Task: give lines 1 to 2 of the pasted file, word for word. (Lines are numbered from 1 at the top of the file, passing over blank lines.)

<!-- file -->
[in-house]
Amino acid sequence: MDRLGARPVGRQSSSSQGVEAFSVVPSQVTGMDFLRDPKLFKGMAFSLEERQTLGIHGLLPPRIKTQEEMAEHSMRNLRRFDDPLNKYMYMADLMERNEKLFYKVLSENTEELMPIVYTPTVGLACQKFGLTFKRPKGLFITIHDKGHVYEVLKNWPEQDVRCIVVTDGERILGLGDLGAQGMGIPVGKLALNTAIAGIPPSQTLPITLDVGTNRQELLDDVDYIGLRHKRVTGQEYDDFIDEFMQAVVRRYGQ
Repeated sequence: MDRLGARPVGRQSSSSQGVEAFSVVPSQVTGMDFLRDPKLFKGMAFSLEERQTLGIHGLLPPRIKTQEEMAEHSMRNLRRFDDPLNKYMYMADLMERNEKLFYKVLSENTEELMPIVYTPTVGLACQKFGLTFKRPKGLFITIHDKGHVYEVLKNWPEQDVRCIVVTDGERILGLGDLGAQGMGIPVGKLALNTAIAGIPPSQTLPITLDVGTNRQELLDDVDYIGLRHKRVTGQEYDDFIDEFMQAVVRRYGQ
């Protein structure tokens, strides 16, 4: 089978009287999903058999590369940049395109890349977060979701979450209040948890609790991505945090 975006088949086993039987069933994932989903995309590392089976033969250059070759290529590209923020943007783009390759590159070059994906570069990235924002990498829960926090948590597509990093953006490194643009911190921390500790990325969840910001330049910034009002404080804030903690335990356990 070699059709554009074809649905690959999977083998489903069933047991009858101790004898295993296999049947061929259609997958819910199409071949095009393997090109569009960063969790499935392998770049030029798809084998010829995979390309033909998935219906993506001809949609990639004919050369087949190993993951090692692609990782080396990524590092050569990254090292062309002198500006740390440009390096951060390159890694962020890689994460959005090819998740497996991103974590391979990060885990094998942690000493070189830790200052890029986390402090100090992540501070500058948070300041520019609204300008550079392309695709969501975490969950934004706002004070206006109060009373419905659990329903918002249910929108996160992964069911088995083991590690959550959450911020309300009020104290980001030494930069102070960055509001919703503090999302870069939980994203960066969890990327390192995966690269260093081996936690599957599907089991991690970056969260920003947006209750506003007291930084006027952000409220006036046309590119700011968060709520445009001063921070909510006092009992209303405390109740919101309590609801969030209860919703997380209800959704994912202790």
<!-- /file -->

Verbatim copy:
[in-house]
Amino acid sequence: MDRLGARPVGRQSSSSQGVEAFSVVPSQVTGMDFLRDPKLFKGMAFSLEERQTLGIHGLLPPRIKTQEEMAEHSMRNLRRFDDPLNKYMYMADLMERNEKLFYKVLSENTEELMPIVYTPTVGLACQKFGLTFKRPKGLFITIHDKGHVYEVLKNWPEQDVRCIVVTDGERILGLGDLGAQGMGIPVGKLALNTAIAGIPPSQTLPITLDVGTNRQELLDDVDYIGLRHKRVTGQEYDDFIDEFMQAVVRRYGQ